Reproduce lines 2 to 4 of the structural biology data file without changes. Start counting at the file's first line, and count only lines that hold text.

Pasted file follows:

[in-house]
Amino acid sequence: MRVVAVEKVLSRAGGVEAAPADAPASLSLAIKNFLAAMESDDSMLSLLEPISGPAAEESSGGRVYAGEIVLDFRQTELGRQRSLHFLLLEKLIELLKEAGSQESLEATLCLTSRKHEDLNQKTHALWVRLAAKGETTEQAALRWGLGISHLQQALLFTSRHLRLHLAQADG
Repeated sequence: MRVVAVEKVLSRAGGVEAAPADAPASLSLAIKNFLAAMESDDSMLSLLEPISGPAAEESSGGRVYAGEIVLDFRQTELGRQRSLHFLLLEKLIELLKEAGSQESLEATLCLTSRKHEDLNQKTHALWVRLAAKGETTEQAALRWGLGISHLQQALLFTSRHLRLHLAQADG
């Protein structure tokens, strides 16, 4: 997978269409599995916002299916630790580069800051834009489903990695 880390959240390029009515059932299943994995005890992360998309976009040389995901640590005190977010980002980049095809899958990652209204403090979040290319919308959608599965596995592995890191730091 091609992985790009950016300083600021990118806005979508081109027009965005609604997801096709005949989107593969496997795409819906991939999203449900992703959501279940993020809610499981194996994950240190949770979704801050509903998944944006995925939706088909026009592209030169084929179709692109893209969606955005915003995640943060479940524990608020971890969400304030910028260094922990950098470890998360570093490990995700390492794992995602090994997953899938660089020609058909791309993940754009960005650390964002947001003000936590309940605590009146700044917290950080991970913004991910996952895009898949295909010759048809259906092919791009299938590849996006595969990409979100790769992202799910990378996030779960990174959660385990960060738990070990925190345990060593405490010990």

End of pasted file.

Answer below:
Amino acid sequence: MRVVAVEKVLSRAGGVEAAPADAPASLSLAIKNFLAAMESDDSMLSLLEPISGPAAEESSGGRVYAGEIVLDFRQTELGRQRSLHFLLLEKLIELLKEAGSQESLEATLCLTSRKHEDLNQKTHALWVRLAAKGETTEQAALRWGLGISHLQQALLFTSRHLRLHLAQADG
Repeated sequence: MRVVAVEKVLSRAGGVEAAPADAPASLSLAIKNFLAAMESDDSMLSLLEPISGPAAEESSGGRVYAGEIVLDFRQTELGRQRSLHFLLLEKLIELLKEAGSQESLEATLCLTSRKHEDLNQKTHALWVRLAAKGETTEQAALRWGLGISHLQQALLFTSRHLRLHLAQADG
């Protein structure tokens, strides 16, 4: 997978269409599995916002299916630790580069800051834009489903990695 880390959240390029009515059932299943994995005890992360998309976009040389995901640590005190977010980002980049095809899958990652209204403090979040290319919308959608599965596995592995890191730091 091609992985790009950016300083600021990118806005979508081109027009965005609604997801096709005949989107593969496997795409819906991939999203449900992703959501279940993020809610499981194996994950240190949770979704801050509903998944944006995925939706088909026009592209030169084929179709692109893209969606955005915003995640943060479940524990608020971890969400304030910028260094922990950098470890998360570093490990995700390492794992995602090994997953899938660089020609058909791309993940754009960005650390964002947001003000936590309940605590009146700044917290950080991970913004991910996952895009898949295909010759048809259906092919791009299938590849996006595969990409979100790769992202799910990378996030779960990174959660385990960060738990070990925190345990060593405490010990």